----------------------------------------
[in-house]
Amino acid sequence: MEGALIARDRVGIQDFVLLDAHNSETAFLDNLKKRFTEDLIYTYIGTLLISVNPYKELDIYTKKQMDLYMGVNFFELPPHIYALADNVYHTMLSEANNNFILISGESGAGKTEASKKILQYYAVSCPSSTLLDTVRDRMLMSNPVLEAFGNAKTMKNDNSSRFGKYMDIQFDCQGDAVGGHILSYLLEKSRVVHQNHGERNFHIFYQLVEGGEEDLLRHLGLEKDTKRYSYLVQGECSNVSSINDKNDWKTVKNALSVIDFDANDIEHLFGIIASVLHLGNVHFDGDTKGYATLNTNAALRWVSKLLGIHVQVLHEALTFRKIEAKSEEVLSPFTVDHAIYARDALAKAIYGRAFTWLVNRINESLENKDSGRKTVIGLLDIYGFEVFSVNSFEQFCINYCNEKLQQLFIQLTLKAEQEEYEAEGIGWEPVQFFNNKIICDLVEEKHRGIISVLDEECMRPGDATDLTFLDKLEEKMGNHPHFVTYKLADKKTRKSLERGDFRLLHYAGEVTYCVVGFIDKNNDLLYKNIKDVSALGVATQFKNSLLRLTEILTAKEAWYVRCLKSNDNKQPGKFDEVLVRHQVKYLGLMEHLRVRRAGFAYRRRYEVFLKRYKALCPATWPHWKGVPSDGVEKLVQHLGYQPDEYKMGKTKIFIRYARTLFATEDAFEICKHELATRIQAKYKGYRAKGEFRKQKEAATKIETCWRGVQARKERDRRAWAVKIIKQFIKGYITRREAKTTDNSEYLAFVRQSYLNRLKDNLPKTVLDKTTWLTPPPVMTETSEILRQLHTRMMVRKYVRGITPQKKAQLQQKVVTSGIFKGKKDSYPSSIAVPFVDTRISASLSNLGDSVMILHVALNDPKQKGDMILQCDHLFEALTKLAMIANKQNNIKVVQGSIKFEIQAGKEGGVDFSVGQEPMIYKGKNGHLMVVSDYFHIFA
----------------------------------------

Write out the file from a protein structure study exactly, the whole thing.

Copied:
[in-house]
Amino acid sequence: MEGALIARDRVGIQDFVLLDAHNSETAFLDNLKKRFTEDLIYTYIGTLLISVNPYKELDIYTKKQMDLYMGVNFFELPPHIYALADNVYHTMLSEANNNFILISGESGAGKTEASKKILQYYAVSCPSSTLLDTVRDRMLMSNPVLEAFGNAKTMKNDNSSRFGKYMDIQFDCQGDAVGGHILSYLLEKSRVVHQNHGERNFHIFYQLVEGGEEDLLRHLGLEKDTKRYSYLVQGECSNVSSINDKNDWKTVKNALSVIDFDANDIEHLFGIIASVLHLGNVHFDGDTKGYATLNTNAALRWVSKLLGIHVQVLHEALTFRKIEAKSEEVLSPFTVDHAIYARDALAKAIYGRAFTWLVNRINESLENKDSGRKTVIGLLDIYGFEVFSVNSFEQFCINYCNEKLQQLFIQLTLKAEQEEYEAEGIGWEPVQFFNNKIICDLVEEKHRGIISVLDEECMRPGDATDLTFLDKLEEKMGNHPHFVTYKLADKKTRKSLERGDFRLLHYAGEVTYCVVGFIDKNNDLLYKNIKDVSALGVATQFKNSLLRLTEILTAKEAWYVRCLKSNDNKQPGKFDEVLVRHQVKYLGLMEHLRVRRAGFAYRRRYEVFLKRYKALCPATWPHWKGVPSDGVEKLVQHLGYQPDEYKMGKTKIFIRYARTLFATEDAFEICKHELATRIQAKYKGYRAKGEFRKQKEAATKIETCWRGVQARKERDRRAWAVKIIKQFIKGYITRREAKTTDNSEYLAFVRQSYLNRLKDNLPKTVLDKTTWLTPPPVMTETSEILRQLHTRMMVRKYVRGITPQKKAQLQQKVVTSGIFKGKKDSYPSSIAVPFVDTRISASLSNLGDSVMILHVALNDPKQKGDMILQCDHLFEALTKLAMIANKQNNIKVVQGSIKFEIQAGKEGGVDFSVGQEPMIYKGKNGHLMVVSDYFHIFA